Snakes were also symbols of life, eternity and vitality in Aztec/Mexica cultures. Quetzalcoatl, meaning ‘feathered serpent’, was a creator god, while many other Mesoamerican deities were also snakes, including Xiuhcoatl, the fire serpent, and Mixcoatl, the cloud serpent.

Double-headed serpent turquoise mosaic, 1400/1521 (From the collection of British Museum)

So how did we get from these mainly positive depictions of snakes to Taylor’s '🐍🐍🐍' insults? The most defining moment for snakes in Western culture probably came with the story of Eve, the Serpent, and the fruit from Genesis. In the garden of Eden, Eve was persuaded by the snake to eat a fruit from the Tree of Knowledge, and then she used her feminine wiles to convince Adam to eat it too, thus bringing about the ‘original sin’ and banishing humans from paradise forever.

This story was used against women for centuries, as evidence for why women are not to be trusted and must be ruled over by men. For example, the early Christian theologian Tertullian wrote to women, “do you not know that you are (each) an Eve? The sentence of God on this sex of yours lives in this age: the guilt must of necessity live too. You are the devil's gateway: you are the unsealer of that (forbidden) tree: you are the first deserter of the divine law”.

Snakes as a symbol of evil continued on through Renaissance and Baroque art, reinforcing this message. And the connections between the use of sexist language towards Taylor Swift and the image of the serpent prove—excuse the pun—fruitful.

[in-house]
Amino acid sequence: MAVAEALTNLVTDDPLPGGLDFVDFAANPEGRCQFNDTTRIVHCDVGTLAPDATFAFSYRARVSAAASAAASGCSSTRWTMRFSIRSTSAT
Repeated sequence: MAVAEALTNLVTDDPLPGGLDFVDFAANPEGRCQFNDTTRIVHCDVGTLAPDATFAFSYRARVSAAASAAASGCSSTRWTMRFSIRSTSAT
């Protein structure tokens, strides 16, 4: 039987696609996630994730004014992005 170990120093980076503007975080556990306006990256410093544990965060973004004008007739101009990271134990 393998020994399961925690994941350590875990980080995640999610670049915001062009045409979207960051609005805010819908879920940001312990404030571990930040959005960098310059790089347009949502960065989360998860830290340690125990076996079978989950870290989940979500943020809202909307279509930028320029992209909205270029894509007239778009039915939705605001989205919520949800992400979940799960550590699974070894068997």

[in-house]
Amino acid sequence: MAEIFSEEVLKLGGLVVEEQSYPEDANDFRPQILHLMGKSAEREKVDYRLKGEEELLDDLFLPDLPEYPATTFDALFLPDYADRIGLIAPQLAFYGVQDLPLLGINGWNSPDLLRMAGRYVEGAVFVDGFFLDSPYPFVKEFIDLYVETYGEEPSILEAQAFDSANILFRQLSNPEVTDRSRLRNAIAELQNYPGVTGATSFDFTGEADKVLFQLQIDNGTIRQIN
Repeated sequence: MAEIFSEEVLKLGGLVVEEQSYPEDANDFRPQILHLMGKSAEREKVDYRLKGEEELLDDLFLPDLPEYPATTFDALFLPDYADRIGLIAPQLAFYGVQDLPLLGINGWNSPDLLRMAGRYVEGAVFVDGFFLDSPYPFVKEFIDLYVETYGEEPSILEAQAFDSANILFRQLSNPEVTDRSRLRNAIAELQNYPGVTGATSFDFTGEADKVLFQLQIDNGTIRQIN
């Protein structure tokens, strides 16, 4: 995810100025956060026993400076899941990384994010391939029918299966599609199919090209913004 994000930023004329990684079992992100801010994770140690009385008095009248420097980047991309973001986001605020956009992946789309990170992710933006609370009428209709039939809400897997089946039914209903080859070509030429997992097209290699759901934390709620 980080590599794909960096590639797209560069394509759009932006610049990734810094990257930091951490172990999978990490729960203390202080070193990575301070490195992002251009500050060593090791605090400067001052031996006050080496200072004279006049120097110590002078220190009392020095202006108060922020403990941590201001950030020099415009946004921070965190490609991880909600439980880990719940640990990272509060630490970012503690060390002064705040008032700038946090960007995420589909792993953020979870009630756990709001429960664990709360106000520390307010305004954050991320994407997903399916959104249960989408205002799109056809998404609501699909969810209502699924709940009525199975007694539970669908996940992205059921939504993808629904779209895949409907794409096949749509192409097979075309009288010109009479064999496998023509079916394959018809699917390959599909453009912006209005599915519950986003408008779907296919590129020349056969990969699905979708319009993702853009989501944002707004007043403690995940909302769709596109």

Adam and Eve, Albrecht Dürer, 1504 (From the collection of The Morgan Library & Museum)

These are the associations of the snake that Swift-haters are most likely referencing with their ‘🐍🐍🐍’: snakes (and women) as deceptive, deceitful and conniving. After Taylor posted her snake videos on Instagram this week, many of her fans began posting the snake emoji back on Kim Kardashian’s page, meaning that, like the snake eating its own tail in an ouroboros, the story has come full circle; but the ‘snake’ moniker is still mainly reserved for women.

Adam and Eve in paradise (The Fall), Lucas Cranach the Elder, 1531 (From the collection of Gemäldegalerie, National Museums in Berlin)

With the women’s movements of the mid- to late-20th century, artists began to play with, subvert, or destroy many traditional symbols of womanhood. The connection between women, desire and shame represented in the snake was among them. Artists like Judy Dater and Carol Rama, used images of women and the snake to challenge the gendered assumptions found in Judeo-Christian mythology with Eve and the Serpent, often in erotic ways that also draw on Freudian psychoanalysis.

Appassionata, Carol Rama, 1940 (From the collection of Galleria Civica di Arte Moderna e Contemporanea Torino)

So, when Taylor Swift plays with these serpentine symbols, she’s engaging with a long, complex cultural history. Do these snake videos herald a cosmic rebirth—a shedding of celebrity skin? Is it a form of healing? Or a more complex engagement with the sexist history and symbolism of the snake? Only time will tell.

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Words by Léonie Shinn-Morris